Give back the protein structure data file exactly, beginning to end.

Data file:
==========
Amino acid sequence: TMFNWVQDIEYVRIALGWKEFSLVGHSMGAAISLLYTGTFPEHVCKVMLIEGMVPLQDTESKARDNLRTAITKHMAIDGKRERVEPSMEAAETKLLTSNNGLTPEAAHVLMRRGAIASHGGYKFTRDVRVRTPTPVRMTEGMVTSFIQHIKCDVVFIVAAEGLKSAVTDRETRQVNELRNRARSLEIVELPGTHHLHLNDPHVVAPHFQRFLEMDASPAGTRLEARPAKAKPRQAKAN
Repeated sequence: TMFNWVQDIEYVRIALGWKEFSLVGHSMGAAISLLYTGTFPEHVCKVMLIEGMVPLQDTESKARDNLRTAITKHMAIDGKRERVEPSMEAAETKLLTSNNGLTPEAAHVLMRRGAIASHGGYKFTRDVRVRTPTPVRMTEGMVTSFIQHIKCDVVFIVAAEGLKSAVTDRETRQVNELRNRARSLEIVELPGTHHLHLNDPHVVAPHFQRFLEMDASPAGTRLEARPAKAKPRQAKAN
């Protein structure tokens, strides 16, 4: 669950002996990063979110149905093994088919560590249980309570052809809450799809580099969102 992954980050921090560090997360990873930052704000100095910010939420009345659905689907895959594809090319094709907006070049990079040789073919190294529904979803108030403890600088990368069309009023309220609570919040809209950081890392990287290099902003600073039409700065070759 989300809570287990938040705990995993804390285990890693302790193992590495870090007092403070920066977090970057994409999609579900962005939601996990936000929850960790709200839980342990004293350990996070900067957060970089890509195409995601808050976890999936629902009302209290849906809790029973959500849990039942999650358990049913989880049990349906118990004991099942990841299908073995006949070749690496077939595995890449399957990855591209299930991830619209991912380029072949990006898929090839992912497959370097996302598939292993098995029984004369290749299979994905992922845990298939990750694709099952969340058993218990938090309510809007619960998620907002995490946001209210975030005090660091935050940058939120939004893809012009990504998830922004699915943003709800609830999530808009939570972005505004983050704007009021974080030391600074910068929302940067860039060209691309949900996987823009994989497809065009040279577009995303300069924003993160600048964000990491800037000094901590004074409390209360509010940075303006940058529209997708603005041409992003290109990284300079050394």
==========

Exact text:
Amino acid sequence: TMFNWVQDIEYVRIALGWKEFSLVGHSMGAAISLLYTGTFPEHVCKVMLIEGMVPLQDTESKARDNLRTAITKHMAIDGKRERVEPSMEAAETKLLTSNNGLTPEAAHVLMRRGAIASHGGYKFTRDVRVRTPTPVRMTEGMVTSFIQHIKCDVVFIVAAEGLKSAVTDRETRQVNELRNRARSLEIVELPGTHHLHLNDPHVVAPHFQRFLEMDASPAGTRLEARPAKAKPRQAKAN
Repeated sequence: TMFNWVQDIEYVRIALGWKEFSLVGHSMGAAISLLYTGTFPEHVCKVMLIEGMVPLQDTESKARDNLRTAITKHMAIDGKRERVEPSMEAAETKLLTSNNGLTPEAAHVLMRRGAIASHGGYKFTRDVRVRTPTPVRMTEGMVTSFIQHIKCDVVFIVAAEGLKSAVTDRETRQVNELRNRARSLEIVELPGTHHLHLNDPHVVAPHFQRFLEMDASPAGTRLEARPAKAKPRQAKAN
């Protein structure tokens, strides 16, 4: 669950002996990063979110149905093994088919560590249980309570052809809450799809580099969102 992954980050921090560090997360990873930052704000100095910010939420009345659905689907895959594809090319094709907006070049990079040789073919190294529904979803108030403890600088990368069309009023309220609570919040809209950081890392990287290099902003600073039409700065070759 989300809570287990938040705990995993804390285990890693302790193992590495870090007092403070920066977090970057994409999609579900962005939601996990936000929850960790709200839980342990004293350990996070900067957060970089890509195409995601808050976890999936629902009302209290849906809790029973959500849990039942999650358990049913989880049990349906118990004991099942990841299908073995006949070749690496077939595995890449399957990855591209299930991830619209991912380029072949990006898929090839992912497959370097996302598939292993098995029984004369290749299979994905992922845990298939990750694709099952969340058993218990938090309510809007619960998620907002995490946001209210975030005090660091935050940058939120939004893809012009990504998830922004699915943003709800609830999530808009939570972005505004983050704007009021974080030391600074910068929302940067860039060209691309949900996987823009994989497809065009040279577009995303300069924003993160600048964000990491800037000094901590004074409390209360509010940075303006940058529209997708603005041409992003290109990284300079050394």